One of the most fantastic palms, with large, stiff fronds. I planted one in autumn and since then it has been attacked by the coldest temperature in 21 years (-4.9 C / 23.2F). All of the fronds have gone brown and crispy, and now the growth bud has begun to shrivel. It's not looking good!

Neutral koolkatken On May 25, 2005, koolkatken from Auckland
New Zealand wrote:

Native palm here in NZ- in most natural bush around the country. Seems to be 2 main types- one has a beautiful thicker trunk, the other looks rugged and not as attractive. Far too slow growing for my taste- many faster palms available, but it's vogue to plant native these days.

Is not recommended to transplant a mature tree- one of the worst palms for transplants. Tried 2 large (18-20 ft) trees- both died. So sad.

Positive Dave_in_Devon On Apr 17, 2004, Dave_in_Devon from Torquay
United Kingdom (Zone 9b) wrote:

So far, young plants appear to be perfectly happy here in coastal south-west England and need no protection. Our temperature range from minus 2C to 34C appears to suit the species well and the only problem is its vulnerability to scale.

Update 06/06/2008 - plants now 9 years old

These palms continue to thrive albeit very slowly. As the seedlings become semi-mature, the base of thhe plant 'shifts' sideways leaving a visible 'rhizome' several inches long. The base is pulled down into the soil and only when this happens does basal thickening and trunk formation start to develop. My 'seedlings' have withstood our worst, one-in-twenty-year winters (2006/07) when temps fell to near minus 4C for short periods on 2 occasions. No damage was sustained despite several week-long periods of severely biting winds and temps in the 0C - 5C range.

They seem to do better in full sun now they are acclimatised and are becoming very stout, sturdy plants. Rhopalostylis are reputed to dislike being moved when mature and because I've not yet decided upon final planting sites, mine are still being pot-grown (although they are kept outside throughout the year). This is a palm for the very patient because in our climate at least, it needs up to 10 years from seed before significant basal thickening, with the accompanying large, typically 'shuttlecock'-style frond arrangement starts to take place. I have no doubt that growth rates would be faster if planted out although I suspect they would still have needed 7 years from seed to reach this stage.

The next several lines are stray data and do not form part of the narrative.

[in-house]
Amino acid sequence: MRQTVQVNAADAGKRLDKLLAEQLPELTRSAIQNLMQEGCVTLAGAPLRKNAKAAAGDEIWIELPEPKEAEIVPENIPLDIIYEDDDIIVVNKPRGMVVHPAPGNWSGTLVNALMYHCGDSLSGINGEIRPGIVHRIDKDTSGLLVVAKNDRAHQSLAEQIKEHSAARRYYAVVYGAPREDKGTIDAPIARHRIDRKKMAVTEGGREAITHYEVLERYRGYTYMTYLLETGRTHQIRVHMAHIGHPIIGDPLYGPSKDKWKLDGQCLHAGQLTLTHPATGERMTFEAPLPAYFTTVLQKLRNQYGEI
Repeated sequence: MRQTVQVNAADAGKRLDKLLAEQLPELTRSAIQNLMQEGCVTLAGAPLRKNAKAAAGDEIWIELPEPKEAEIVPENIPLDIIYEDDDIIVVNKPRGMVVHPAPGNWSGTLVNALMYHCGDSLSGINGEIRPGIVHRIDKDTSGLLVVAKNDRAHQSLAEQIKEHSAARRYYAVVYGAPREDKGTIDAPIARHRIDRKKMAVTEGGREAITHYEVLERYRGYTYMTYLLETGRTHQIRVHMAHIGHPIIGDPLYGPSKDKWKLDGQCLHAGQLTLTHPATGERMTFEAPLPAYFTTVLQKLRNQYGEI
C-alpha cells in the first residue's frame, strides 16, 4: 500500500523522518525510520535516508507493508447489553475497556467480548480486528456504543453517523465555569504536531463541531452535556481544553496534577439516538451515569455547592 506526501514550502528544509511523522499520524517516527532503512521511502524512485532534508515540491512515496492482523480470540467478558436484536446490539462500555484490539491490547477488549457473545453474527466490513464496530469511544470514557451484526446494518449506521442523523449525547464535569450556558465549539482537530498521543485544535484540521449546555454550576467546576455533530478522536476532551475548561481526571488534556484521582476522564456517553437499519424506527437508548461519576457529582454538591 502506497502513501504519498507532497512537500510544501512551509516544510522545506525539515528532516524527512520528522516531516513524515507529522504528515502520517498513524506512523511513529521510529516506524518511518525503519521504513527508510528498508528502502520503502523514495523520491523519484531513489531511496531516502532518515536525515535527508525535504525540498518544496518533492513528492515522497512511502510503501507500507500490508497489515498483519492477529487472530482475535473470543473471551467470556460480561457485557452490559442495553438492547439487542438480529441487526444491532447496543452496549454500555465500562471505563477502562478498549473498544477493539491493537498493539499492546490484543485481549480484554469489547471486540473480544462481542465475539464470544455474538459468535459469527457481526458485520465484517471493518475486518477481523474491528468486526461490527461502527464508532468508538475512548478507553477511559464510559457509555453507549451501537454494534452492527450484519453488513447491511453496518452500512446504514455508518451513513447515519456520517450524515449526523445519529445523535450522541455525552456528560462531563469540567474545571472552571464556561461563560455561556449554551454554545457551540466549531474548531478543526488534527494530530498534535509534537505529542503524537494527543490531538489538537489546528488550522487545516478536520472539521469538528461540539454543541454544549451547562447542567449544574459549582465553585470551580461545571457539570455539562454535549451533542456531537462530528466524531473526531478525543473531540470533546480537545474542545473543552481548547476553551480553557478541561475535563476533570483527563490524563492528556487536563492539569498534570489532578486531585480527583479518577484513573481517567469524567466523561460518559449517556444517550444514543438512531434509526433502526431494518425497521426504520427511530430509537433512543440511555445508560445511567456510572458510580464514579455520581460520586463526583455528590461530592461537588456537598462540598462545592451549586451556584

Positive palmbob On Jul 29, 2003, palmbob from Acton, CA (Zone 8b) wrote:

There are two, maybe three species of this genus, all from the islands of New Zealand and nearby. As a group they are referred to as the shaving brush palms since their sillohuete resembles one. They are relatively fastidious palms preferring a mediterranean climate to one more tropical or cold... a pretty narrow temperature range. But lucky for us in So Cal most areas are perfect for growing this species. It doesn't like it hot or cold.

These palms have a classic feather palm shape with a humongous bulbous crownshaft (more so on this species than the other) of bright, lime green. The leaves are stiff and erect with very closely spaced leaflets. This species differs from R baueri in that the leaflets start at the very begining of the leaf- no petiole basically. The trunk is very closely ringed and ornamental. It is a moderately slow growing palm, taking up to 10 years or more to get a trunk going from seedling. But once it forms a trunk they pick up speed a bit. Their fruit is bright red and a striking contrast to the lime green crownshaft just above where the fruit stalk erupts. These are simple gorgeous palms!


This plant has been said to grow in the following regions:

Chowchilla, California
Garden Grove, California
Huntington Beach, California
Oceanside, California
Pismo Beach, California
Reseda, California
San Diego, California
San Francisco, California
Santa Barbara, California
Thousand Oaks, California
Upland, California
Ventura, California
Palm Bay, Florida